cestui que trust

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cestui que trust

n. (properly pronounced ses-tee kay, but lawyers popularly pronounce it setty kay) from old French. 1) an old fashioned expression for the beneficiary of a trust. 2) "the one who trusts" or the person who will benefit from the trust and will receive payments or a future distribution from the trust's assets. (See: beneficiary)

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cestui que trust

an archaic term in English law for the beneficiary under a trust.
Collins Dictionary of Law © W.J. Stewart, 2006

CESTUI QUE TRUST, A barbarous phrase, to signify the beneficiary of an estate held in trust. He for whose benefit another person is enfeoffed or seised of land or tenements, or is possessed of personal property. The cestui que trust is entitled to receive the rents and profits of the land; he may direct such conveyances, consistent with the trust, deed or will, as he shall choose, and the trustee (q.v.) is bound to execute them: he may defend his title in the name of the trustee. 1 Cruise, Dig. tit. 12, c. 4, s. 4; vide Vin. Ab. Trust, U, W, X, and Y 1 Vern. 14; Dane's Ab. Index, h.t.: 1 Story, Eq. Jur. Sec. 321, note 1; Bouv. Inst. Index, h.t.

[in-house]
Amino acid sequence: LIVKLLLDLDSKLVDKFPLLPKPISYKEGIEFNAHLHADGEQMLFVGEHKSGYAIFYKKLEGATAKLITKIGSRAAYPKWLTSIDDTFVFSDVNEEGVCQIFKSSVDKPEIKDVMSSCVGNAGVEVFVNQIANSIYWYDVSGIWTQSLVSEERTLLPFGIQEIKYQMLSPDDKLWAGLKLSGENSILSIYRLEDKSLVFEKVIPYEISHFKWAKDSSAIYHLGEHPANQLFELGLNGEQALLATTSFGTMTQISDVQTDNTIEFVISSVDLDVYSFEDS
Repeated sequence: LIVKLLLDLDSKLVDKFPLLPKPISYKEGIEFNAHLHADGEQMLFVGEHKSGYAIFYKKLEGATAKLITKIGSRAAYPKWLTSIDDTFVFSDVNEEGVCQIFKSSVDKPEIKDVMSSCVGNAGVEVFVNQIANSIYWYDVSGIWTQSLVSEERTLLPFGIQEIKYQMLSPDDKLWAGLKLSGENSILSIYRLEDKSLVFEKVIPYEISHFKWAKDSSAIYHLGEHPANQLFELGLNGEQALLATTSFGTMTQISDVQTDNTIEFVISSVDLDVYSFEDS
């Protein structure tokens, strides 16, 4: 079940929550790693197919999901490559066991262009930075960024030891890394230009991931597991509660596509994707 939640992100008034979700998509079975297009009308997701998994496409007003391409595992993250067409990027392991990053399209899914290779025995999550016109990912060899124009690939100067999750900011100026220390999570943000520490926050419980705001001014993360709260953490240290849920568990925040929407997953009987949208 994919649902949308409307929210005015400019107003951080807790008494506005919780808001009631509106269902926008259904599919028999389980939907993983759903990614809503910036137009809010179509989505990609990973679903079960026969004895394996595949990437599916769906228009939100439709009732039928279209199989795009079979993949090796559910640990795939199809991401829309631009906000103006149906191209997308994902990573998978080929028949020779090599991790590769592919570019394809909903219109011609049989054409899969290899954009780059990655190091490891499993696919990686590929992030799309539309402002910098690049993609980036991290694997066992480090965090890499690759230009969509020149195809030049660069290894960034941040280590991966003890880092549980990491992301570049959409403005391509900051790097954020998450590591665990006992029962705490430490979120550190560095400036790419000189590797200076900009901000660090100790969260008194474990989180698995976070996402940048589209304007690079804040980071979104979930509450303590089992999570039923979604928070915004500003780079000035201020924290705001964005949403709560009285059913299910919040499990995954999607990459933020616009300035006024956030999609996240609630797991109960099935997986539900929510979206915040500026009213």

A Law Dictionary, Adapted to the Constitution and Laws of the United States. By John Bouvier. Published 1856.